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by Arlene Berg
TU B’SHEVAT – pronounce “Tu” as “too,” and “Shevat” with a short “e” and “a.” The accent is on the “vat.”
TU B’SHEVAT is Hebrew for “the fifteenth of Shevat.” Shevat is the Jewish month comparable to January – February. It is celebrated on sunset Wednesday, February 4, 2015.
Tu B’Shevat is sometimes referred to as “Jewish Arbor Day,” but this minor holiday is really more than just a day for planting trees. The Talmud, the foremost Jewish commentary, says that the winter season in Israel, with its heavy rainfall, comes to an end on Tu B’Shevat, and the sap of the trees becomes active, generating new life for the trees. Thus, Tu B’Shevat is also known as “The New Year of the Trees.”
On Tu B’Shevat in Israel, schoolchildren plant an enormous amount of saplings. By the way, you can have a tree planted in Israel in honor or in memory of someone. Just contact your local Jewish National Fund, or the one closest to you, to have this done.
Those who celebrate Tu B’Shevat (in Israel and elsewhere) eat fruits that grow in Israel or are from Israel, such as figs, dates, pomegranates, grapes, raisins, almonds, oranges, and carobs. The carob is a fruit of Israel that is eaten on Tu B’Shevat (around the world) and generally only on Tu B’Shevat. The carob is also known as “St. John’s Bread.” Jewish scholars have suggested that some of the early Christian commentators translated the Greek word for “locusts” (what John the Baptist ate in the wilderness and which are kosher-Lev. 11:22!) as “carobs!” While eating these fruits, Psalm 104, which describes God’s greatness in nature, is read, along with the 15 “Songs of Ascents” (Psalms 120-134) which the ancient Israelites recited as they ascended to Jerusalem.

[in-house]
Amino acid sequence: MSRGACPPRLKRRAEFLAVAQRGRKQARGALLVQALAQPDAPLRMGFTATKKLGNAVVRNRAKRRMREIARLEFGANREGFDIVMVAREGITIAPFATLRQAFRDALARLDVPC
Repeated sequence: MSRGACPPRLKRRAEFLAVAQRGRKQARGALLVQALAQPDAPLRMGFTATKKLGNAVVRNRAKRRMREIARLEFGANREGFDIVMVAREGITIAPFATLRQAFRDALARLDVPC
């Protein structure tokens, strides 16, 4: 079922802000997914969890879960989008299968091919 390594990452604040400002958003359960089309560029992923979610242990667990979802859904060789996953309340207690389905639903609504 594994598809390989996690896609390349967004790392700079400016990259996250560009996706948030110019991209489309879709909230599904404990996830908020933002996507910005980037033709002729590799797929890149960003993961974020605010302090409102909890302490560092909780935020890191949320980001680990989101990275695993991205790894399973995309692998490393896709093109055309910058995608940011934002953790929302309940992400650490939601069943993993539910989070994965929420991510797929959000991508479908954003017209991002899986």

Religious Jewish people practice a special service modeled on the Passover Seder (“Seder” – “Order of Service”) which includes a meal with at least 15 types of fruit and four cups of wine. The Chassidim, or very religious, believe that Tu B’Shevat is the day on which God decides which trees will live and which will die.
Jewish tradition has much to say about the tree. The “Tree of Life” is a symbol for both God and the Torah, or Law. The Midrash, one of the Jewish commentaries, states that the first thing the Almighty became involved in, during the creation of the earth, was the planting of trees. Perhaps this is why Rabbi Johanan ben Zakkai (1st century C.E., or A.D.), one of the most famous spiritual leaders in Jewish history, made the following astounding, tragic statement. “If you hold a sapling in your hand, ready to plant it, and you are told, ‘The Messiah is here!’ – first plant the sapling, and then go forth to welcome him.”
There is one Tree, though, that is rejected in Judaism because of the One who was hanged upon it. “All we like sheep have gone astray; we have turned every one to his own way, and the LORD hath laid on him the iniquity of us all.” (Yesha’yahu, or Isaiah 53:6).
How we long for Jewish people to come to Yeshua HaMashiach, Jesus the Messiah, the One who bore their (and our!) “sins in his own body on the Tree.” (I Peter 2:24-New Covenant). Won’t you pray for many of these dear ones to come to Him and to “have right to tree of life, and may enter in through the gates into the city.” (heaven – Revelation 22:14-New Covenant).
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